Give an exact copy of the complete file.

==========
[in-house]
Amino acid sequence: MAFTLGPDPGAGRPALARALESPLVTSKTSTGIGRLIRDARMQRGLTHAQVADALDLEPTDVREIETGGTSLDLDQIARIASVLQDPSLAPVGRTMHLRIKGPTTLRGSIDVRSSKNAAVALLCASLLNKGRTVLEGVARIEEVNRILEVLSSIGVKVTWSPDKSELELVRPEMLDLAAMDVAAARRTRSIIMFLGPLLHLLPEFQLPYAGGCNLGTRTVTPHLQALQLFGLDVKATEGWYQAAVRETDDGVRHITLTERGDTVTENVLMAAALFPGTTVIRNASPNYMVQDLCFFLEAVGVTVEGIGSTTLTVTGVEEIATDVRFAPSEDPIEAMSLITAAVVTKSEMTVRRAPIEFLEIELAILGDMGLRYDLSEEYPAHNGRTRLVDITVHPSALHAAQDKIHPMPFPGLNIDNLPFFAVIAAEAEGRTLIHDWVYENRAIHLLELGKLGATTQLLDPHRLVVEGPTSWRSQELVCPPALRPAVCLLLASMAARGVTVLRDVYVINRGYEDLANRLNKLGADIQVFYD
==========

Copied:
[in-house]
Amino acid sequence: MAFTLGPDPGAGRPALARALESPLVTSKTSTGIGRLIRDARMQRGLTHAQVADALDLEPTDVREIETGGTSLDLDQIARIASVLQDPSLAPVGRTMHLRIKGPTTLRGSIDVRSSKNAAVALLCASLLNKGRTVLEGVARIEEVNRILEVLSSIGVKVTWSPDKSELELVRPEMLDLAAMDVAAARRTRSIIMFLGPLLHLLPEFQLPYAGGCNLGTRTVTPHLQALQLFGLDVKATEGWYQAAVRETDDGVRHITLTERGDTVTENVLMAAALFPGTTVIRNASPNYMVQDLCFFLEAVGVTVEGIGSTTLTVTGVEEIATDVRFAPSEDPIEAMSLITAAVVTKSEMTVRRAPIEFLEIELAILGDMGLRYDLSEEYPAHNGRTRLVDITVHPSALHAAQDKIHPMPFPGLNIDNLPFFAVIAAEAEGRTLIHDWVYENRAIHLLELGKLGATTQLLDPHRLVVEGPTSWRSQELVCPPALRPAVCLLLASMAARGVTVLRDVYVINRGYEDLANRLNKLGADIQVFYD